Beaune and Bernard Loiseau

We spent most of the day in Beaune – a lovely if a bit too touristy town on the wine trail. There, we visited another former hospital, strangely, almost identical to the one in Tournus on the inside, but topped with a stunningly elaborate tiled roof on the outside, which made this hotel dieu a major tourist attraction.
You can definitely detect wealth in this region- the towns are tidy, the countryside is picture-perfect, the houses are well kept.
From Beaune, we headed to our next overnight stop at the 5* Bernard Loiseau where we had a cooking demonstration followed by dinner at its 3 Michelin star restaurant, and the following morning – breakfast, which was nice but didn’t meet my expectation of a 5-star hotel, 3 Michelin star restaurant. Attentive service, but nothing special served. Although, I must say, the soft-boiled egg was cooked to perfection!
The next day was our last day in Burgundy, and we set off for Paris stopping at some towns to break the way.
The first town was Semur-en-Auxois, a small and charming place not yet discovered by hordes of tourists. The view of the town at the approach was as stunning as they come! A postcard of a medieval hill town behind a wall, surrounded by a river with an ancient bridge leading to the main gate.
Behind the gate, it was compact but full of historic buildings and crooked cobblestone streets. The houses were hued in muted warm tones, sepia, all shades of off-whites, beige, and cream. The lovely courthouse had a sign that it was last restored in 1602, but it looked great still! There was a smattering of grand renaissance mansions they call “townhouses” and a promenade with a panoramic view of the valley bellow. We spent several delightful hours following the walking tour marked on the pavement with brass plates.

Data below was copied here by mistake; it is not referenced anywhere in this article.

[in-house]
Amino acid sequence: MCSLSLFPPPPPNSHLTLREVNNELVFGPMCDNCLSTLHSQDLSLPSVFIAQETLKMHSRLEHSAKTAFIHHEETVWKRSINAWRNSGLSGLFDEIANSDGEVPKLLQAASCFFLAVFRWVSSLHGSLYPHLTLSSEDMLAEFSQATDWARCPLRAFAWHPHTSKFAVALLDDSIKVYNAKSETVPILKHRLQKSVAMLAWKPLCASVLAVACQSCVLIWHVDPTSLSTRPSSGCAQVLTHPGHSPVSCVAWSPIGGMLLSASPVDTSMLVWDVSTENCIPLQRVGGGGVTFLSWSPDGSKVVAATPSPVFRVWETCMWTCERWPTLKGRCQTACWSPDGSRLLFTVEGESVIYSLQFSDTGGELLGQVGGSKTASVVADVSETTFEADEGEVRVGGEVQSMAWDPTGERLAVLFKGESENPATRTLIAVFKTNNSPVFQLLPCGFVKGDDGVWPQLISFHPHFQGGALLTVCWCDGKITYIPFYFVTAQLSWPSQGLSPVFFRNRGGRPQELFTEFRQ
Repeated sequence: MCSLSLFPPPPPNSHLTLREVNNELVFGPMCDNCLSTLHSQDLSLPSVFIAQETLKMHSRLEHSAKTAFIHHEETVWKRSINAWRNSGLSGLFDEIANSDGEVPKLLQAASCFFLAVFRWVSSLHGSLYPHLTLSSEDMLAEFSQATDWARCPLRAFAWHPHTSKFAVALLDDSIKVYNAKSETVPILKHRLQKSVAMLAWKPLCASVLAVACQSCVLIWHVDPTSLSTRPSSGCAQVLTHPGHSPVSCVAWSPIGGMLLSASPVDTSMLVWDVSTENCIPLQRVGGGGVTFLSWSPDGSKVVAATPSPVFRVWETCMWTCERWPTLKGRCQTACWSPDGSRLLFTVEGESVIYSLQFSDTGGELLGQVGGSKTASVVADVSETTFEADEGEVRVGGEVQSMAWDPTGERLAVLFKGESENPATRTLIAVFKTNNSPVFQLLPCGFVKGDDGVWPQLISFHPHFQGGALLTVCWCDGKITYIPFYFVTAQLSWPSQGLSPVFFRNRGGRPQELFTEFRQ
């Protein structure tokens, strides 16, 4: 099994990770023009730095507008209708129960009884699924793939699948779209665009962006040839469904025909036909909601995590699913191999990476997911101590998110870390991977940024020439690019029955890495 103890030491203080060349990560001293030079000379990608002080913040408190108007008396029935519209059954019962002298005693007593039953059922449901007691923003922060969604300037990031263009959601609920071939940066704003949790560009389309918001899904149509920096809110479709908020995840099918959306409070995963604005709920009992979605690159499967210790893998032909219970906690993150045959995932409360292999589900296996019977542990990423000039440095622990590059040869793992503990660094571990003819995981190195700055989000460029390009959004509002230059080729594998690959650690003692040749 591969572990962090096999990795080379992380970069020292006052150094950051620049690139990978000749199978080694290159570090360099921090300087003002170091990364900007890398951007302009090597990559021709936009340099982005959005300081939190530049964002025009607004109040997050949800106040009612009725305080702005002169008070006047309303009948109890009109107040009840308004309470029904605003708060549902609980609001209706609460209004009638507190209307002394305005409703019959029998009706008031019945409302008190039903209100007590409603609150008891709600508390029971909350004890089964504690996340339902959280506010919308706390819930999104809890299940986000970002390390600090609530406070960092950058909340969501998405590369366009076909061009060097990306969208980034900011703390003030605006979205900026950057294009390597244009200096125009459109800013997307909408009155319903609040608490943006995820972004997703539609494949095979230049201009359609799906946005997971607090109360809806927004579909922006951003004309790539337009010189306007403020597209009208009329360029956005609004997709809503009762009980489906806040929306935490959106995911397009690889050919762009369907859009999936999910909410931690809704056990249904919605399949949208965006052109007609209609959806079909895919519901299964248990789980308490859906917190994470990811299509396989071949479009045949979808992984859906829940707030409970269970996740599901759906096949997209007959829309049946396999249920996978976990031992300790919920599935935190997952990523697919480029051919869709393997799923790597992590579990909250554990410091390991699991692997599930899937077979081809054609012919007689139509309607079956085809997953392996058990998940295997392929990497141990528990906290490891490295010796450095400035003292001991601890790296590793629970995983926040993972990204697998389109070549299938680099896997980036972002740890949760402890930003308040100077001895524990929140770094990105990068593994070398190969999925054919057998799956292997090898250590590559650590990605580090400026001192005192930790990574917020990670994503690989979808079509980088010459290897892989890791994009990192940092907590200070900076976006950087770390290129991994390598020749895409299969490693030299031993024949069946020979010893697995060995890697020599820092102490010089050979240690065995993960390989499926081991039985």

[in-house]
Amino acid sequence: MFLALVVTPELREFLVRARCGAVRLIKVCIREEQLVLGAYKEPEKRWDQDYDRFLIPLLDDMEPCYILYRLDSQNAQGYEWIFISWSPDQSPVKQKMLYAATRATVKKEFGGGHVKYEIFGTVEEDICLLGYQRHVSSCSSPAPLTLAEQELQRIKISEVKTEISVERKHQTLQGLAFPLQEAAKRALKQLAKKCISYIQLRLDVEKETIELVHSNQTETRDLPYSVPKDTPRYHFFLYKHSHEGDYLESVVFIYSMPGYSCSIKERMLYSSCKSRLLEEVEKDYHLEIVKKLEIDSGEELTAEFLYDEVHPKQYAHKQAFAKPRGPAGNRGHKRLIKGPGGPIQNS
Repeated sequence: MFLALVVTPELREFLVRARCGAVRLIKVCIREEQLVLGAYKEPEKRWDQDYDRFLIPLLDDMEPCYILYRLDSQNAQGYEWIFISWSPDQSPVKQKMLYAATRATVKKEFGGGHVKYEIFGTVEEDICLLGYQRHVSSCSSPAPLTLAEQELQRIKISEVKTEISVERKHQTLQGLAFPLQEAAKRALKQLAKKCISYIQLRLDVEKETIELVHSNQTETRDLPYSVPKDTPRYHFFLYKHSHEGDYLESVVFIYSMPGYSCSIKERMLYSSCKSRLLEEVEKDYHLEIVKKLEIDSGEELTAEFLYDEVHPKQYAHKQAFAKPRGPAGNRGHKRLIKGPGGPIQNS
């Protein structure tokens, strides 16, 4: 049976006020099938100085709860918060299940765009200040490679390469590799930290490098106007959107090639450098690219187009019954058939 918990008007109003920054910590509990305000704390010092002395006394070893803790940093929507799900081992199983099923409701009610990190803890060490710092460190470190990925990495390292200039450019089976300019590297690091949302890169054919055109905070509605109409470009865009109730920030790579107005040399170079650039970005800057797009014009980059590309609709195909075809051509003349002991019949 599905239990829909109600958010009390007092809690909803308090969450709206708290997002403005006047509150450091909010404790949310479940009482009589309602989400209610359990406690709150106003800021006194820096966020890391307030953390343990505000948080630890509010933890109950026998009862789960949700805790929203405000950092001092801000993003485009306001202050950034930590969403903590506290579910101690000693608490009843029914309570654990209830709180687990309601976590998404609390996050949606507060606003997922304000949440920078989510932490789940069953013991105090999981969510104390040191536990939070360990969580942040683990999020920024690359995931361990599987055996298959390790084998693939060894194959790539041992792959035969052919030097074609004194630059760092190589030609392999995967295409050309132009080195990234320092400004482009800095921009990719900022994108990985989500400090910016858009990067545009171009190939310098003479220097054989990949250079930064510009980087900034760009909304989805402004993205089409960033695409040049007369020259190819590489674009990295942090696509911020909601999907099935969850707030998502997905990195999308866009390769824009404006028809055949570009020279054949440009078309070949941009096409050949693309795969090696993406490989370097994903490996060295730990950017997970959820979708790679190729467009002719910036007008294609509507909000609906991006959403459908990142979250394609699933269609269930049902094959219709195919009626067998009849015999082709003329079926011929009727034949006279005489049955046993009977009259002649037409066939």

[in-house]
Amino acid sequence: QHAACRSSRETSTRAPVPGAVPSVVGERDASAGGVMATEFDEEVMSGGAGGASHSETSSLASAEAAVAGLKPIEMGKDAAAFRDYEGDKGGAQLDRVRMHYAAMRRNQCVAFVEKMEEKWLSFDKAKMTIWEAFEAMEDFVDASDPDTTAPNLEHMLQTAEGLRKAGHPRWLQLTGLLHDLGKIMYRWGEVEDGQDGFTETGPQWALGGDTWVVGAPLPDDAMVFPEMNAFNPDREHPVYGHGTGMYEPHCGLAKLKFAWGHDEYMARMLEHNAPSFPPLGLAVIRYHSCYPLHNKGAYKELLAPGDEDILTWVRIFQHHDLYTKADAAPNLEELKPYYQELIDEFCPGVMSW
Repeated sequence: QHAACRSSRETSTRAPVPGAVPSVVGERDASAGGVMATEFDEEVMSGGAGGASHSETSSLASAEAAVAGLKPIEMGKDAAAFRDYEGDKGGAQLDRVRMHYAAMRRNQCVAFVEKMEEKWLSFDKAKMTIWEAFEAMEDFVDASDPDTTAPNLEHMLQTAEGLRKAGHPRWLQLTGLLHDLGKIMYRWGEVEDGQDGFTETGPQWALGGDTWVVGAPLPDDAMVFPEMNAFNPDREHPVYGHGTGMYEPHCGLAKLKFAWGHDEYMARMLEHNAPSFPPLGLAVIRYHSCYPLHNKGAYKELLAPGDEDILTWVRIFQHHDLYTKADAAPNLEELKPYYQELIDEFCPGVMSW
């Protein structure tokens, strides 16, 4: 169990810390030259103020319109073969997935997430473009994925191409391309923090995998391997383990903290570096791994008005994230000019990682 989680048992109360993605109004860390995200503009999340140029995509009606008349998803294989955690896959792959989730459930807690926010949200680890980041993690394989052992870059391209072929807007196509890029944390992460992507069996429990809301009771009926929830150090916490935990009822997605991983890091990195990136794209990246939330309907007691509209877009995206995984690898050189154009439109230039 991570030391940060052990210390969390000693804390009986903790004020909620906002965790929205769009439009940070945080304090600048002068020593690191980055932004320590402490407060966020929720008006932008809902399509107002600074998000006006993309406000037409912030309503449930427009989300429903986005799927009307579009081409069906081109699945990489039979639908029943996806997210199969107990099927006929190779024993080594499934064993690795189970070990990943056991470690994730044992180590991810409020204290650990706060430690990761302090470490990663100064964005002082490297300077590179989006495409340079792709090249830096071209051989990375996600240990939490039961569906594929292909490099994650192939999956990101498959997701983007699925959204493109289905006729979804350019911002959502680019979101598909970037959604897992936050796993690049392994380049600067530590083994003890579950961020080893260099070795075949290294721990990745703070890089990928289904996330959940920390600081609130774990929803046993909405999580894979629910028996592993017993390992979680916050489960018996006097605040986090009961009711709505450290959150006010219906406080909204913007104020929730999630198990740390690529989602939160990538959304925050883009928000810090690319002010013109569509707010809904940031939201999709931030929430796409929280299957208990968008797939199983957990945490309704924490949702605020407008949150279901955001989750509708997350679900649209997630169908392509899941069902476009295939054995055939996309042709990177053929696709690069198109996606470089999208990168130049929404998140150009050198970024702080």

From Semur, we drove to a village known as one of the most charming villages in France. Perhaps the person who named it as such was heavily inebriated on the local wine or mostly blind. The village of Flavigny-sur-Ozerain was sad -looking hamlet of nondescript buildings. What exacerbated the feeling of doom and gloom was that there were no people on the streets. It appeared that the inhabitants abandoned the village in a hurry and let it decay. It was getting eerie walking around the empty gloomy village, but then we came into the main square and heard voices coming out of a barn. We looked in and discovered that this was not a barn but an eatery (can’t really call it a restaurant) full of people sitting on benches at long wooden tables and eating the same food piled up high on their plates. The food, actually, looked very good and totally homemade. Apparently, despite the comprehensive menu on the wall, the only thing the restaurant served that day was this plat du jour of chicken and potatoes. It looked and smelled really delicious but we opted for the only other dish they served that day – quiche made with one of those exquisite French cheeses that sell in the US for a small fortune.
The quiche was outstanding and perfectly gourmet! The way the chicken was disappearing from the people’s plates, it must have been delicious too. The homemade pies also looked amazing but unfortunately, we had no room left in our stomachs.
Whaddyya know! Even in this god-forsaken village in a restaurant looking more like a barn you can eat really well here in France!

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